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The `Irish Pastore’ wins top Sons of Italy Foundation Award

May 27, 2011

 Sen. Jack Reed was given the top recognition Wednesday evening from the Sons of Italy at the group’s annual dinner. Reed is one of less than a handfull of Americans of Irish heritage who has been granted this honor. Here are the senator’s remarks, in which he salutes the late Sen. John Pastore, the legendary Italian-American Rhode Island senator.

I want to recognize my dear friends from Rhode Island who are here tonight.

I also want to congratulate my fellow honorees, Steve Nardizzi, Carmen Policy, Pier Francesco Guarguaglini.

This is an extraordinary honor for me.

To be recognized by the Sons of Italy means, not only joining an illustrious list of Americans, but this honor represents recognition by an organization that exemplifies the historic contributions of millions of Italians to building and defending America, while enhancing our country with the unique and timeless gifts of Italian Culture.

This evening is also a humbling experience for me.

To be in the company of soldiers like Staff Sergeant Salvatore Giunta, and Ray and Tony Odierno is to be reminded of the heroism and sacrifice that protects us and sustains us, and, frankly, transcends any of my modest efforts.

All Americans joined with pride and profound gratitude as President Obama awarded the Congressional Medal of Honor to Staff Sergeant Salvatore A. Giunta.  Sergeant, thank you for your extraordinary heroism and inspiring example.

For those of us who have gotten to know Tony and Ray Odierno, it is no surprise that they are here tonight.  Both have served the Army and the Nation with courage and distinction.

Now, I’ve had the occasion to work extensively with Ray Odierno.  He is one of the great commanders of his, or any other, generation of American military leaders.  His character, his professional skills and his abiding respect for those he leads make him a preeminent soldier.

You probably know that Ray and I are both West Pointers.  So, we share many things in common.  But, there are a few differences.  For example, I am a man of normal height.  And, with advancing age, unlike Ray, I prefer the simple “comb over” rather than “complete defoliation”.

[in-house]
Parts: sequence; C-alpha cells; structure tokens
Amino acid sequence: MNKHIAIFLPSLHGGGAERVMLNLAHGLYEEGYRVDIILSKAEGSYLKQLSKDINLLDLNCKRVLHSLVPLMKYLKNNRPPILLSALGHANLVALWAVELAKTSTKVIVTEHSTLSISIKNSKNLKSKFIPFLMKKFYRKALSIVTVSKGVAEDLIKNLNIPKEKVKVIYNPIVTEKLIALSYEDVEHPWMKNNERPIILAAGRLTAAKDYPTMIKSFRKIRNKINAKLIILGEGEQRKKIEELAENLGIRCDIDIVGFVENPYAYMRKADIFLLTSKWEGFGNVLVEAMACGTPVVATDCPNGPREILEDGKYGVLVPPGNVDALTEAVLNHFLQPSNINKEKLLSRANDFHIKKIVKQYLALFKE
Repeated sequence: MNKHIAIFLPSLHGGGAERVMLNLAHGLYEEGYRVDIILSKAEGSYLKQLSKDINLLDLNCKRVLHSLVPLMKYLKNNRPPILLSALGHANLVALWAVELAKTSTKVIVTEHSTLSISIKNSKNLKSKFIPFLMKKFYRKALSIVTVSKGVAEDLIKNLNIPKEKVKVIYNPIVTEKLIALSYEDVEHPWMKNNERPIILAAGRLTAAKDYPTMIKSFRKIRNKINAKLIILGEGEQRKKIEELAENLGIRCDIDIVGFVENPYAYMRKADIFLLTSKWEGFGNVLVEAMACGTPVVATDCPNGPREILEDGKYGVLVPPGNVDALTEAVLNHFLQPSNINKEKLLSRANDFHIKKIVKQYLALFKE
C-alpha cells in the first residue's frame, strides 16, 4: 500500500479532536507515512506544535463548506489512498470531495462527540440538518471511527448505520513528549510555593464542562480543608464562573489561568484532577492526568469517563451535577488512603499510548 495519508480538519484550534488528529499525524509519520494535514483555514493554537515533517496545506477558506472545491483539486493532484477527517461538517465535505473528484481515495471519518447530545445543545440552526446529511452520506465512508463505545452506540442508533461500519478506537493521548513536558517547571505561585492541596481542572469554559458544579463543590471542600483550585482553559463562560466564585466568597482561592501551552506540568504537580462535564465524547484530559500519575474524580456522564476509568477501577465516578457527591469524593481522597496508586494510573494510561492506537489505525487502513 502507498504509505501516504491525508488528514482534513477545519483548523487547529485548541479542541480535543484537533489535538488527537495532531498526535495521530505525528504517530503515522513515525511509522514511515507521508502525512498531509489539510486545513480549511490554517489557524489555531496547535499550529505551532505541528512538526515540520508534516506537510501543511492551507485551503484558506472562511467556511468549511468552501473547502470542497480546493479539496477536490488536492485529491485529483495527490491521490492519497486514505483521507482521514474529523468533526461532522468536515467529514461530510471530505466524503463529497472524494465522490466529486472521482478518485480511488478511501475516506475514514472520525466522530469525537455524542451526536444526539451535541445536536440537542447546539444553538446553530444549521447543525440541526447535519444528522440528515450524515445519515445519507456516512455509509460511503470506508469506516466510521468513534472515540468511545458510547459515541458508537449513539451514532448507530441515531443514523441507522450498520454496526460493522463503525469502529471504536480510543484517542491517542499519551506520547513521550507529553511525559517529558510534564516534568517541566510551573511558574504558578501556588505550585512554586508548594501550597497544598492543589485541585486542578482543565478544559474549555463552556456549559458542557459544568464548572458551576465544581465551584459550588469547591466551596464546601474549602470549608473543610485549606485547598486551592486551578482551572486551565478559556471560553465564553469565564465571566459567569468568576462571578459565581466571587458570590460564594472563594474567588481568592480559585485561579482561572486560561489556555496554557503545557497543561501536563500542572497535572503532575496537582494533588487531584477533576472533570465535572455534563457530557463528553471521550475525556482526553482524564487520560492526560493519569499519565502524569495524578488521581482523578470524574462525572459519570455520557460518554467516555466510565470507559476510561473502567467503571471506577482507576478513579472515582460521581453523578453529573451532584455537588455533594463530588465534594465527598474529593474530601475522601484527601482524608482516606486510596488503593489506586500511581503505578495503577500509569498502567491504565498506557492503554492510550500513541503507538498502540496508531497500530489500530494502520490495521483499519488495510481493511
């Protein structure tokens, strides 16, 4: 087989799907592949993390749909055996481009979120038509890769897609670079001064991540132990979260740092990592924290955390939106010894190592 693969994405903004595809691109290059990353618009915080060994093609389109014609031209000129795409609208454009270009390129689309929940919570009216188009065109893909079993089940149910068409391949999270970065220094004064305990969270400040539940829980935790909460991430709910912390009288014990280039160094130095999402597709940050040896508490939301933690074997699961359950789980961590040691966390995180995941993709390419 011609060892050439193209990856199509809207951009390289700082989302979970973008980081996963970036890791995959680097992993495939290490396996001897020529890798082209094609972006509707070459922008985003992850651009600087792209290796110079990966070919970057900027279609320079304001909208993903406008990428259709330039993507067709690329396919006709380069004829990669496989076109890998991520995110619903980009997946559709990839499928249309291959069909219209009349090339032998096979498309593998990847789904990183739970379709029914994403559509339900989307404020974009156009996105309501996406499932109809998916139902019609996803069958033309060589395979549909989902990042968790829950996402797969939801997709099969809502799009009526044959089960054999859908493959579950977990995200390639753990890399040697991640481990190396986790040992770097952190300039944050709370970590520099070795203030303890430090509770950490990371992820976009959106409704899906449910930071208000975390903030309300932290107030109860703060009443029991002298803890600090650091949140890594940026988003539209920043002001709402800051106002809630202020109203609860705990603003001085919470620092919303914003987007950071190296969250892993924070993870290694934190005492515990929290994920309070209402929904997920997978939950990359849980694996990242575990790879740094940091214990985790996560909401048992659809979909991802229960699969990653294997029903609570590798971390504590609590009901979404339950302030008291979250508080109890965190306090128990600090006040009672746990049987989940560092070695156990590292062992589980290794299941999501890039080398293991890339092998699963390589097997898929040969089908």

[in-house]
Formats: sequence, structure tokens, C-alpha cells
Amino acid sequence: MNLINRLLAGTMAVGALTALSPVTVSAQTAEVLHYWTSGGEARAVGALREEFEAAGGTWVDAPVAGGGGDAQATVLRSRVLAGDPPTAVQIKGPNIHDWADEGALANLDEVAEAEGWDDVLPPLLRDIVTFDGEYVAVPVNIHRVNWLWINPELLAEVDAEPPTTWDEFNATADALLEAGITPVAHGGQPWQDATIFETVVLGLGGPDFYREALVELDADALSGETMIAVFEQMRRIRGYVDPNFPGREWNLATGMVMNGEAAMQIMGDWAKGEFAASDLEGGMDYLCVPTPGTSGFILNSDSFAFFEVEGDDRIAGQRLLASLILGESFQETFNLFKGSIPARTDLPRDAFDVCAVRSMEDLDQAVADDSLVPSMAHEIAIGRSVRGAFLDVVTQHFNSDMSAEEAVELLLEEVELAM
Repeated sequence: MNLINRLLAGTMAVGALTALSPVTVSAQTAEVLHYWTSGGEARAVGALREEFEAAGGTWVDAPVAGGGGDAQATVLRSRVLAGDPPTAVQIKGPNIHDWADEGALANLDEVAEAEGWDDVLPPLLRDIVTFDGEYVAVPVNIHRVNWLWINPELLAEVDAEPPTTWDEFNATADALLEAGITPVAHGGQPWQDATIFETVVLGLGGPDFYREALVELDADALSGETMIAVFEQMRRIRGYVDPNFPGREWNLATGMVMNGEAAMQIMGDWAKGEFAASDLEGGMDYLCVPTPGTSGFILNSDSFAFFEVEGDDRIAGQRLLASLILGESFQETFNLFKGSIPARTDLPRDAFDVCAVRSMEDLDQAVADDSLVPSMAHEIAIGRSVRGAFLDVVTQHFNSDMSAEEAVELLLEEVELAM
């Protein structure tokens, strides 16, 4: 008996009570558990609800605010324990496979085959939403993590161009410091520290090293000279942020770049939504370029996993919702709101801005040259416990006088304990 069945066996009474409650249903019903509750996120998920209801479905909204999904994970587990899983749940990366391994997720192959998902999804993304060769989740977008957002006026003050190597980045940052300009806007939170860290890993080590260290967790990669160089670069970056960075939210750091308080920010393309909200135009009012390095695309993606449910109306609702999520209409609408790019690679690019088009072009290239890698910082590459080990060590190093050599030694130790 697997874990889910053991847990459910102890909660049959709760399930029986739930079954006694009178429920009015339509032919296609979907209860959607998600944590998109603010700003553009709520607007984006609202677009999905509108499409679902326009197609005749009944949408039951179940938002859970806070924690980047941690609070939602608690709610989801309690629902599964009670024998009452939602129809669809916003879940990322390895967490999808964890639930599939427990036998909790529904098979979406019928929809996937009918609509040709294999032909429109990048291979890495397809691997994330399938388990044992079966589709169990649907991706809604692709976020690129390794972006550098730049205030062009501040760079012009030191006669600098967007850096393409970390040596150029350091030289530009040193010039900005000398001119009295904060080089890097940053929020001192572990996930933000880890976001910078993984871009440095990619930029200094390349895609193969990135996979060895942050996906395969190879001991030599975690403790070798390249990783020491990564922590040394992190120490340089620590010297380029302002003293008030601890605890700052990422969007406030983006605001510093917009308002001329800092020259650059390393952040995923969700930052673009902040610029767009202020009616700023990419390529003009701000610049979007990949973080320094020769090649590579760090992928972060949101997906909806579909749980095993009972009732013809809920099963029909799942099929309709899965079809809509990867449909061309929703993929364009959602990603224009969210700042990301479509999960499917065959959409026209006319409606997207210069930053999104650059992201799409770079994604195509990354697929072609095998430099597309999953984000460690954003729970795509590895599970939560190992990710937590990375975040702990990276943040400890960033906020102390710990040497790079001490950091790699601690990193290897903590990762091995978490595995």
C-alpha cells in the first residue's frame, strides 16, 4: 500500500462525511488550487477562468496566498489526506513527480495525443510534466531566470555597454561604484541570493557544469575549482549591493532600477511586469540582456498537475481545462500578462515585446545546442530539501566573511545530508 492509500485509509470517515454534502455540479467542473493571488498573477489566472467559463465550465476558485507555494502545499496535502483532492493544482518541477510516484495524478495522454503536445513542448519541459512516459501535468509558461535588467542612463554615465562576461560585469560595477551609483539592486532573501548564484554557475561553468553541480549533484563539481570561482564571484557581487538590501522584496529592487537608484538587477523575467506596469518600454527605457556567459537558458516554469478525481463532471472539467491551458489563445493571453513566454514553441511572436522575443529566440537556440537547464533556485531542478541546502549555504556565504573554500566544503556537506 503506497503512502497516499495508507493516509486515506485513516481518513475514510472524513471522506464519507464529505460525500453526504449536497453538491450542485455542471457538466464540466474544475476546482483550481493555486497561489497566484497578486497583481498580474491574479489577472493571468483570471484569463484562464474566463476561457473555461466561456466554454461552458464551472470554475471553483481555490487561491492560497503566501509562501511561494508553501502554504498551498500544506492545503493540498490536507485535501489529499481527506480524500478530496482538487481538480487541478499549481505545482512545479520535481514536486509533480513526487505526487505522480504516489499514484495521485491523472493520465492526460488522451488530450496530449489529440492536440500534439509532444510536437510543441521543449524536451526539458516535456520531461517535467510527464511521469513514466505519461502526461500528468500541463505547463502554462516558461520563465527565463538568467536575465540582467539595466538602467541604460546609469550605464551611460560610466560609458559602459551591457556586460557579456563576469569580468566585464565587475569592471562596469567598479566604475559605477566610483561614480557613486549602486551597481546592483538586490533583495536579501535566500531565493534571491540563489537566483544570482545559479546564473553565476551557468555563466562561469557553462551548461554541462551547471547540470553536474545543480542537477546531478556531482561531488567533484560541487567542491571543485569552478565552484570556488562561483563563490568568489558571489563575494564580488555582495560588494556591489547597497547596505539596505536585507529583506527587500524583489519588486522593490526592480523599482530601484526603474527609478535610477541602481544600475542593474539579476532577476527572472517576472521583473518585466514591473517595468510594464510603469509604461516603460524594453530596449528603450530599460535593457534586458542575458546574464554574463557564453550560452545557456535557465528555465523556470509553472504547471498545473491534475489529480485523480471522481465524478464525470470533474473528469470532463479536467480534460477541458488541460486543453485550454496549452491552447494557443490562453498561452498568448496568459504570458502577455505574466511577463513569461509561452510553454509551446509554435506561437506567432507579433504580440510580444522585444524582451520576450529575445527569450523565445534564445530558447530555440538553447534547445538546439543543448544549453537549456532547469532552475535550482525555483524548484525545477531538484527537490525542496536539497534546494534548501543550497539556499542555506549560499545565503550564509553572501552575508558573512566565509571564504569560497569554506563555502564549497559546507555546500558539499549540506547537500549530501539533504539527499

I am here this evening because I was blessed to have a supportive family – and fortunate to grow up in the vibrant, ethnic community of Cranston, Rhode Island.

As you may know, until recently, Rhode Island had the highest percentage of Italian Americans than any other state.

But in the last Census, we dropped to number two.   Do not fear, we are demanding a recount, and we are confident we will prevail.

In Cranston, I learned the most important lessons not only from my own parents, but from the Villatico’s, the Lepres, the DiNapolis, and the many other families who looked out for each other and cared for one another.

These lessons were taught by example — through deeds not just words.

My father was a school custodian.  He rose early and scrubbed floors and moved desks all day – many times working nights as well.

But, he was not unusual.  Louie Vallande was the head custodian at the Gladstone Street Elementary School.  No one worked harder than Louie.  And, at the end of the day, he drove to a family plot of land in far off Western Cranston (about 2 miles from his home, but far off by Rhode Island standards) to tend his family garden.  Of course every week in the summer, the Reeds got a big basket of the best tasting vine ripe tomatoes and beans ever grown.

Indeed, they are more delicious in recollection with each passing year: hard work and simple acts of generosity, a great lesson and gift to me.

And, it was clear; all this effort was not about simply earning a living and making money, but building a better life for us.

Now, my mother, Mary Louise Monahan, ran the house.  She worked incessantly.  Indeed, it was only when I arrived at West Point and spoke to some of my classmates that I realized not everyone’s mother folded and ironed their underwear.  She consistently impressed upon us the value of education.  In America, with hard work and education, you could seize great opportunities, make great contributions, and give a new generation of Americans the chance to succeed.